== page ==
“Hold still,” I told her as I grasped her around the waist. “I’m going to throw you to Vall.” Without waiting for a response, I lifted her, put one hand at the base of her spine, and heaved her at Vall. Pel squawked in alarm as she sailed across to Vall. She was ready, and grabbed at Pel as she landed heavily on her feet. The Halfling sunk to her hands and knees, but she crawled across the rock to get clear.
Ket stepped up beside me. “I’m ready.”
I nodded, lifted him, and threw him to Vall. He landed neatly on his feet, and went to kneel beside Pel. Now, it was my turn. I stepped back as far as I could, took two running steps, and leapt across. The toes of my front foot touched down on the rock, but my back foot snagged on the lip. I staggered for an instant, and then I began to fall.
Vall reached for me, grabbing me by my arm and hand. Using her spell’s power, she jumped backward, hauling me upright as if I were one of the halflings. She held my hand and turned to the others. “One more jump. It’s not as far.”
Once more, we held hands, ran across the rock, and floated across the last part of the river to the shore. The moment we handed, the glow faded from Vall’s hands. “That was close,” she breathed as she braced her hands on her thighs.
Once we had recovered, I looked toward the woods Pel had pointed out. The hillside was steep, but we could climb it. I brought out my bow, and nocked an arrow. Ket drew his sword, and we started upward with me leading the way. The grassy hillside gave way to trees, and I weaved my way through the underbrush.
We came to a small clearing with a large, wide rock jutting from the upper side. “There it is,” Pel said, walking past me into the, for her, chest high grass.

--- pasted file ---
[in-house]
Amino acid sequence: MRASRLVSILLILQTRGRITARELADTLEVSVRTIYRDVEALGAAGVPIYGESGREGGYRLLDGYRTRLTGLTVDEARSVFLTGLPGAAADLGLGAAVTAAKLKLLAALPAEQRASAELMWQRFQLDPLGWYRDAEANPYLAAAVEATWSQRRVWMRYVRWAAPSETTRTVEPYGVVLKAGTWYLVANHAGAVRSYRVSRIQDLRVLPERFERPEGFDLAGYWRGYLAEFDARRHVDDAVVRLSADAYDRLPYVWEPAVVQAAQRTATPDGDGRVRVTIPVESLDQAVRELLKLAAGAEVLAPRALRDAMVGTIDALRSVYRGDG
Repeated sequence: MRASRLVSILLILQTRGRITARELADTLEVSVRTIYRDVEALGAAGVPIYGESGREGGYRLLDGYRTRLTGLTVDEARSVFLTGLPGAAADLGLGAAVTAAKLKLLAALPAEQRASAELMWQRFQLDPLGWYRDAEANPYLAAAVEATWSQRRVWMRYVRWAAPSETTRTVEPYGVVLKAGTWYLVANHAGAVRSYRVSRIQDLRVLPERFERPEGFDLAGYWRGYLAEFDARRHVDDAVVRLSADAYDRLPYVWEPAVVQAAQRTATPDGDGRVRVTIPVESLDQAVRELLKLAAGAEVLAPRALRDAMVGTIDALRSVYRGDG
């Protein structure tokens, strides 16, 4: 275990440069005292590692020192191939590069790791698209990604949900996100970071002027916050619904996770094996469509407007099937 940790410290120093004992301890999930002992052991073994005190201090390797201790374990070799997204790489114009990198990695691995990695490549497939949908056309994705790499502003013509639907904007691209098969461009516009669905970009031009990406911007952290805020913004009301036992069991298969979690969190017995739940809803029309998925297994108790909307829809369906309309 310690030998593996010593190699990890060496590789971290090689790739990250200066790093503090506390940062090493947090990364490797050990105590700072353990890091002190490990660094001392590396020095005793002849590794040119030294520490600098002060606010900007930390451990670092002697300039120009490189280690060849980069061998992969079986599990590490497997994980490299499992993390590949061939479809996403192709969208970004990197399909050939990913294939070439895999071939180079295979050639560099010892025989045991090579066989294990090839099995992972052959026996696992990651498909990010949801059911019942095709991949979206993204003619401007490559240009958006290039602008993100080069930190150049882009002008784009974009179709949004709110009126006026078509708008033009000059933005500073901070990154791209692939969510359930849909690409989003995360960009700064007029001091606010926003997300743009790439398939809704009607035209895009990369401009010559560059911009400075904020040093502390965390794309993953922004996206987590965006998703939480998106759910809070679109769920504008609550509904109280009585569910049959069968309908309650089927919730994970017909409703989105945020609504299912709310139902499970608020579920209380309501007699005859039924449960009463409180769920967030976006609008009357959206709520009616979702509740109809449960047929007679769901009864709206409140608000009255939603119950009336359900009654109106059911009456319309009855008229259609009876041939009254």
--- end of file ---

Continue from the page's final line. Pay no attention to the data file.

“Where?” I looked around in puzzlement. The rock face was taller than me, and it was ten paces across.
Pel walked up to the rock near its center, and reached out to touch the surface. She felt around with her right hand, and placed her fingers and palm on it. She did the same with her left hand, and then she spoke. “Grandfather, this is Pel.”
Nothing happened for a moment, and then a section of the rock next to Pel slid inward with a low grinding noise. It stopped, and Pel stepped up to push it. It began to move, and she looked back at us in annoyance. “Don’t just stand there, come help me!”
We half ran up the hill, and, placing our hands on the rock, pushed it further inward. The doorway revealed a passageway cut into the solid rock, leading to the right, and then turning to lead deeper into the mountain. “It’s tall enough for me,” I noted in some surprise.
Pel smiled up at me. “Grandpa had big people friends, too.” She pointed to the hallway. “Come on, we need to close the door again.” We stepped out of the way, and she pushed the door closed by herself.
“Had? I thought you just spoke to him.” Vall said.
Pel shook her head. “He showed me how to open the door before he died. It’s magic.” She pointed down the hallway. “Just like the lights down there.” We all looked at the turn in the hallway, and we could see a white glow, like moonlight. She walked down the hallway a few steps, and then turned to look at us. “Are you coming?” Without waiting for an answer, she turned on her heel and walked onward.
“Yes,” I answered as I hurried to catch up with her. Vall stayed at my side, and Ket trotted up to walk beside Pel. “This is your grandfather’s house?” I asked.
“It is one of his houses,” Pel explained as she turned the corner. “He had several, actually. I don’t even really know, but it seemed like ten or more.”
We turned the corner, and the passageway led us further from the door. I noticed that the walls went from rough-hewn stone to a strangely smooth surface. I put out my hand and touched it, and it was smooth, like polished wood, or even glass. Overhead, light came from rectangular places in the ceiling, set like boards into the stone. The passageway turned three times, right, left, and then left again, and then we came to what looked to be an iron door.
A sharp tone startled us, and Vall brought out her talisman. The whole face of it was brightly lit with rows of odd symbols, and my mate shook her head in wonderment. “The spell,” she said quickly. “Here, hold this.” She thrust the talisman into my hands, and pulled out her spellbook.